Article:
Edward Harrison’s Ten Surprises for 2014, Update 2

Today is the time to update you on how my 2014 surprises are faring and why. Just to remind you, the surprise list is based on Byron Wien’s list of ten surprises which he has been conducting for the last thirty years. Surprises are events to which investors assign 1-in-3 odds of happening but which I believe have a more than 50 percent likelihood of occurring. If the list is mediocre, I should get 3 or 4 out of ten. If I guess right at 50% odds, I should get 5 of ten. Anything above 5 means I had a good year.

Here is my list:

  1. Brazil goes into a recession
  2. Spanish GDP growth rebounds and outstrips German GDP growth
  3. Gold rebounds to beyond $1600 an ounce
  4. US GDP growth in Q2 and Q3 is below 2%
  5. 10-year US Treasury yields fall below 2.25%
  6. Abenomics ‘fails’ as Japanese GDP growth slips below 0.5%
  7. The US stock market falls as profit margins begin to decline
  8. US high yield spreads begin to rise
  9. Greece 2-year bonds rise gets access to market for bonds out to 5 years
  10. France underperforms as housing market cracks

Plus for kicks but not counted are:

  1. Canada’s housing boom stalls
  2. China’s growth slows in at least two quarters to a 6% annualized rate
  3. Australia’s housing market declines
  4. Argentina defaults and takes pole position from Venezuela on inflation

Let’s analyze these in order.

Brazil. If you look at Brazil’s growth rate, it did lob in a negative print in Q3 2013. But 2014 has been a tad better at +0.2% in Q1. That could be the low here. With the emerging markets crisis having eased and Brazil getting a stimulus due to the presidential elections, I think this one is going to be a miss. Government spending is up 11% year-on-year. But we do have three more quarters’ data to watch and consumer and business confidence has been falling. For example, in July consumer confidence reached the lowest level since 2005. In Brazil, it’s touch and go.

Spain. I touched on the Spain vs. Germany theme yesterday. And it looks good so far. Spain has grown by 0.4 and 0.6% in Q1 and Q2 respectively whereas Germany had a monster 0.7% print in Q1 followed by a 0.2% fall in Q2. I see Spain better positioned to grow here and I really do think this is an outlier that no one expected when I made the list in February. Spain is actually exceeding government estimates which are getting raised. And Germany is below estimates which are getting cut.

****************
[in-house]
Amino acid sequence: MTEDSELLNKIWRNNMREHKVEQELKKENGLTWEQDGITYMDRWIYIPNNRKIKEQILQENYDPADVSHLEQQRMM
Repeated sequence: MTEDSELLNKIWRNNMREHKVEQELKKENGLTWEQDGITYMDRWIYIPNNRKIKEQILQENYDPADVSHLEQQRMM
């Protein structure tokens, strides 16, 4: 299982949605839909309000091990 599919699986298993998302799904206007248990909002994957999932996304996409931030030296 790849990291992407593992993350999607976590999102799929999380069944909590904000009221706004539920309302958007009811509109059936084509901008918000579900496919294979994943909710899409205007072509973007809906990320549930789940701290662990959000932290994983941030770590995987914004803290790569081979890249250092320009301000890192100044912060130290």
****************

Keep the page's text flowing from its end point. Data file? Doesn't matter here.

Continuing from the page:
Gold. Gold at $1600 is never going to happen this year. $1600 was always going to be a hugely aggressive target, probably less than a 1 in 3 chance. Still it won’t happen. The need for a gold safe haven has dissipated as the EM crisis has gone away.

US growth below 2%. OK, this prediction was totally mis-timed. My analysis was spot on but the growth drop came in Q1 already and not Q2 and Q3. I said at the time, “All evidence that a credit acceleration is coming has petered out… At the same time, wage and income growth is only enough to sustain up to 2% growth. So my prediction here is that 2% growth is all we should believe we are going to get. Below 2% growth would be a surprise.” Spot on but mis-timed. Q2 was an acceleration, not just catch up. Production and inventories will make Q3 pretty good as well.

10-year US Treasury yields fall below 2.25%. We are getting there. And here’s the interesting bit. I was saying the low yields would be a reflection of economic weakness. Yet, only recently have we plumbed the yield depths on the 10-year. That tells you that despite the acceleration in Q2 the underlying economy is still weak. This is not just a safe asset bid. There is an economic component there. And I think it could still get us to 2.25%.